GUIDELINES FOR ANNUAL FACULTY EVALUATION, MERIT
DETERMINATION, PROMOTION AND TENURE

EBERLY COLLEGE OF ARTS AND SCIENCES


I. Professional Expectations



          The Eberly College of Arts and Sciences affirms that a faculty member's quality of performance in teaching, in research (or equivalent scholarly activity), and in service shall be the primary basis for annual evaluation, promotion in rank, and the awarding of tenure. Faculty responsibilities are usually defined in terms of activities undertaken in each of the three areas; therefore, faculty evaluation is based primarily upon a review of performance in these areas. Scholarship is an important indication of activity in each of the three areas; it occurs in a variety of forms, and is not restricted to the research area. The extent to which scholarship is recognized depends upon one's areas of expected significant contribution. Depending upon one's discipline and the unit's guidelines, publication of scholarly findings could be appropriate in any or all areas. Faculty members are expected to keep current in their fields and should be able to demonstrate such currency.

          In weighing the faculty memberís contributions in the areas of teaching, research, and service, the relationship of the faculty member's expected role at the institution is to be considered. New and continuing activities in all three areas, as defined in the letter of hire and subsequent faculty evaluations, shall support both the current and projected program needs and circumstances of the Department, the College, and the University.

A.         Teaching.

         Teaching involves the dissemination of knowledge, the stimulation of critical thinking, and the development of artistic expression. Teaching includes not only traditional modes of instruction such as the classroom lecture, but also modes such as clinical, laboratory, and practicum instruction; thesis and dissertation direction; various forms of continuing education and non-traditional instruction; advising, which is a special dimension of teaching, the success of which is essential to the educational process; evaluation; and critique of student performance.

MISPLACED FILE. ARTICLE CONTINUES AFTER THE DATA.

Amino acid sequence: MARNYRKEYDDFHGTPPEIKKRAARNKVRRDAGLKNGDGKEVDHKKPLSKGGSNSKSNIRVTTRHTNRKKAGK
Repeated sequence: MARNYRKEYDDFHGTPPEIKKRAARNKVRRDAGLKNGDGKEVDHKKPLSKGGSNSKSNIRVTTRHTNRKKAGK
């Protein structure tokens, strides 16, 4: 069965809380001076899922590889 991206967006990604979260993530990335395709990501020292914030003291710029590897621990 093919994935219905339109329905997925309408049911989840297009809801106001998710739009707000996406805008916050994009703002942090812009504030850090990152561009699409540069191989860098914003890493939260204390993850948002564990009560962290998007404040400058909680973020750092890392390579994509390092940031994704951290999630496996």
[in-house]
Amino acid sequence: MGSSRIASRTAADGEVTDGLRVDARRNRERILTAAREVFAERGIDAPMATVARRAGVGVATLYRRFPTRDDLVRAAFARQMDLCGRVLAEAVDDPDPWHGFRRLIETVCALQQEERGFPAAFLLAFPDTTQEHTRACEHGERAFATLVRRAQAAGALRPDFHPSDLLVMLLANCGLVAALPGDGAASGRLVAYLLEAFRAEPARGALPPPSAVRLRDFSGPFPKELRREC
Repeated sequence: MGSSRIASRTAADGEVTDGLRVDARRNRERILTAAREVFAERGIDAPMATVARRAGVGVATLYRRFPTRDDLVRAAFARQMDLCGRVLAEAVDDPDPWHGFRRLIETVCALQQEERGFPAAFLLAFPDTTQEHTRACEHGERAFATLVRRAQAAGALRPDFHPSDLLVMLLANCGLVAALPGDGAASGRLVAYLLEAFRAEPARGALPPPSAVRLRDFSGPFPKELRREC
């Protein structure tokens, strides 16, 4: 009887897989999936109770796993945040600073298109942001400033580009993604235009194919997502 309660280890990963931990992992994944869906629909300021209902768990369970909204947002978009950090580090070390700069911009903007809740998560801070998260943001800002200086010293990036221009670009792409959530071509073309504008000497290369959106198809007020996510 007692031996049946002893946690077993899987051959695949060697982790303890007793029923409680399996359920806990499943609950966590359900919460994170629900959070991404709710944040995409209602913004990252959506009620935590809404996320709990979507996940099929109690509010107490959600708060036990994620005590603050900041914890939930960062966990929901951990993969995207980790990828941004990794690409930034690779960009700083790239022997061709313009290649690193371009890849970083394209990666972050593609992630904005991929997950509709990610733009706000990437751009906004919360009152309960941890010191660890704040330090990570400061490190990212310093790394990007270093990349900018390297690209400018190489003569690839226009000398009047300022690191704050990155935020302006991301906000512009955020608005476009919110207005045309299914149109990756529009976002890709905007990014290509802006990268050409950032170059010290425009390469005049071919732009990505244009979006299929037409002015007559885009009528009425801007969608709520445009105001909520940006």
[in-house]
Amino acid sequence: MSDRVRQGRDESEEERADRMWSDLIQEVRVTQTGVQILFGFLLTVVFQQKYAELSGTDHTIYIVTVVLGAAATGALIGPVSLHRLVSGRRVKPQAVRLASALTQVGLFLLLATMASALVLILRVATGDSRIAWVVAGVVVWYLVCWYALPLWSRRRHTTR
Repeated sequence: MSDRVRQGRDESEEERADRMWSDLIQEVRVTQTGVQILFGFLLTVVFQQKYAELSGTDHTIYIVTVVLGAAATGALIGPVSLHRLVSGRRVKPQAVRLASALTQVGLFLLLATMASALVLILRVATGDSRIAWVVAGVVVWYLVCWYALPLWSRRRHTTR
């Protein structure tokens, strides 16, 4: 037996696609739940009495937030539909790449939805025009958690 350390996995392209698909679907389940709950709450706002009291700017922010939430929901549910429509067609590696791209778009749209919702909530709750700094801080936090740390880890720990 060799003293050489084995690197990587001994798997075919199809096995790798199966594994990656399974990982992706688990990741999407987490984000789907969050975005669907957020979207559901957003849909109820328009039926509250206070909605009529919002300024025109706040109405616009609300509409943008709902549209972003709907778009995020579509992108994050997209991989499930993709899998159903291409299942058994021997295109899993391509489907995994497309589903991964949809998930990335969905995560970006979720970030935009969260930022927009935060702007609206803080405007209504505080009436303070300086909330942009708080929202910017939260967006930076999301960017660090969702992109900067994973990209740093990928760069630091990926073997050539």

The prime requisites of an effective teacher are intellectual competence, integrity, independence, a spirit of scholarly inquiry, a dedication to improving methods of presenting material, the ability to transfer knowledge, respect for differences and diversity, and the ability to stimulate and cultivate the intellectual interest of students. Supporting documentation for the evaluation of performance in teaching might include evidence drawn from such sources as the collective judgment of students, of student advisees, and of colleagues who have visited the faculty member's classes. It might also include analyses of course content, evaluation of products produced by the instructor such as textbooks or videotapes, the development or use of instructional technology and computer-assisted instruction, pedagogical scholarship in refereed publications and media of high quality, studies of success rates of students taught, or other evidence deemed appropriate and proper by the Department and College. Each department is expected to develop criteria for evaluating teaching appropriate to their discipline(s). Each department also is encouraged to avoid sole reliance upon student evaluations and consider multiple indices of successful teaching.

B.        Research.

          Research involves the creation, the discovery or synthesis of knowledge, the creation of new approaches to understanding and explaining phenomena, the development of new insights, the critical appraisal of the past, artistic creation, and the application of knowledge and expertise to address needs in society and in the profession. These activities result in products which may be evaluated and compared with those of peers at other institutions of higher learning.